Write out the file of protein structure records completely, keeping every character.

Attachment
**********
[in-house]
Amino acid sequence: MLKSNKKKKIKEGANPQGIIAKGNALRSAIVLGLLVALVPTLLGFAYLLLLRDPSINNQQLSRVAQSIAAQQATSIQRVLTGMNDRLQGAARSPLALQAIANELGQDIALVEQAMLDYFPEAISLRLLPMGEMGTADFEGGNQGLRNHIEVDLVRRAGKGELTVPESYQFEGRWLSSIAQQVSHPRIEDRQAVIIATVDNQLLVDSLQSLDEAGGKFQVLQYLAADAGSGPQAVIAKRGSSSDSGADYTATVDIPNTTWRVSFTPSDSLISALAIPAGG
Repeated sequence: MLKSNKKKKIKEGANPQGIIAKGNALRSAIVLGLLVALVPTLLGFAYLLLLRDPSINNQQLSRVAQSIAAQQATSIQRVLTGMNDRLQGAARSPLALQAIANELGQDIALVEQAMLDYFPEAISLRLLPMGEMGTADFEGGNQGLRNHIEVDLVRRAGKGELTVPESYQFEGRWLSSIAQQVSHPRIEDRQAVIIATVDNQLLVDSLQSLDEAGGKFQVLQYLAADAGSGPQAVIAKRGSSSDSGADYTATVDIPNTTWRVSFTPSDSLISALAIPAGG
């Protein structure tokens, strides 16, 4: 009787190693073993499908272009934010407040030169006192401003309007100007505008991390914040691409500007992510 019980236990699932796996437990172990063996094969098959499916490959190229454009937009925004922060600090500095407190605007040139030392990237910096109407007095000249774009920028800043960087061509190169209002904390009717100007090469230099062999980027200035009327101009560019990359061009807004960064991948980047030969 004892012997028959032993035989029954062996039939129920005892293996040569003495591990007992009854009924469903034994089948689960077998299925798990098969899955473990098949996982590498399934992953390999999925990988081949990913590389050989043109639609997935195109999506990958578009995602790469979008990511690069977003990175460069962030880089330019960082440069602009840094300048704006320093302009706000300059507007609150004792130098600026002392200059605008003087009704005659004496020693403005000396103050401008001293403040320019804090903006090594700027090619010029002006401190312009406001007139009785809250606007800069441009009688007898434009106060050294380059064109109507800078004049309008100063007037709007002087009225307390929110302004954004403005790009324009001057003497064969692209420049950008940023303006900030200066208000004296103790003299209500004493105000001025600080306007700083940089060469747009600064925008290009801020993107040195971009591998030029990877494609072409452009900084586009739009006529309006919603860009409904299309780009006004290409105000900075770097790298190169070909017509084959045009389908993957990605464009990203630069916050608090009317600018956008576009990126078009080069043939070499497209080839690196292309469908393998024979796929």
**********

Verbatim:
[in-house]
Amino acid sequence: MLKSNKKKKIKEGANPQGIIAKGNALRSAIVLGLLVALVPTLLGFAYLLLLRDPSINNQQLSRVAQSIAAQQATSIQRVLTGMNDRLQGAARSPLALQAIANELGQDIALVEQAMLDYFPEAISLRLLPMGEMGTADFEGGNQGLRNHIEVDLVRRAGKGELTVPESYQFEGRWLSSIAQQVSHPRIEDRQAVIIATVDNQLLVDSLQSLDEAGGKFQVLQYLAADAGSGPQAVIAKRGSSSDSGADYTATVDIPNTTWRVSFTPSDSLISALAIPAGG
Repeated sequence: MLKSNKKKKIKEGANPQGIIAKGNALRSAIVLGLLVALVPTLLGFAYLLLLRDPSINNQQLSRVAQSIAAQQATSIQRVLTGMNDRLQGAARSPLALQAIANELGQDIALVEQAMLDYFPEAISLRLLPMGEMGTADFEGGNQGLRNHIEVDLVRRAGKGELTVPESYQFEGRWLSSIAQQVSHPRIEDRQAVIIATVDNQLLVDSLQSLDEAGGKFQVLQYLAADAGSGPQAVIAKRGSSSDSGADYTATVDIPNTTWRVSFTPSDSLISALAIPAGG
């Protein structure tokens, strides 16, 4: 009787190693073993499908272009934010407040030169006192401003309007100007505008991390914040691409500007992510 019980236990699932796996437990172990063996094969098959499916490959190229454009937009925004922060600090500095407190605007040139030392990237910096109407007095000249774009920028800043960087061509190169209002904390009717100007090469230099062999980027200035009327101009560019990359061009807004960064991948980047030969 004892012997028959032993035989029954062996039939129920005892293996040569003495591990007992009854009924469903034994089948689960077998299925798990098969899955473990098949996982590498399934992953390999999925990988081949990913590389050989043109639609997935195109999506990958578009995602790469979008990511690069977003990175460069962030880089330019960082440069602009840094300048704006320093302009706000300059507007609150004792130098600026002392200059605008003087009704005659004496020693403005000396103050401008001293403040320019804090903006090594700027090619010029002006401190312009406001007139009785809250606007800069441009009688007898434009106060050294380059064109109507800078004049309008100063007037709007002087009225307390929110302004954004403005790009324009001057003497064969692209420049950008940023303006900030200066208000004296103790003299209500004493105000001025600080306007700083940089060469747009600064925008290009801020993107040195971009591998030029990877494609072409452009900084586009739009006529309006919603860009409904299309780009006004290409105000900075770097790298190169070909017509084959045009389908993957990605464009990203630069916050608090009317600018956008576009990126078009080069043939070499497209080839690196292309469908393998024979796929």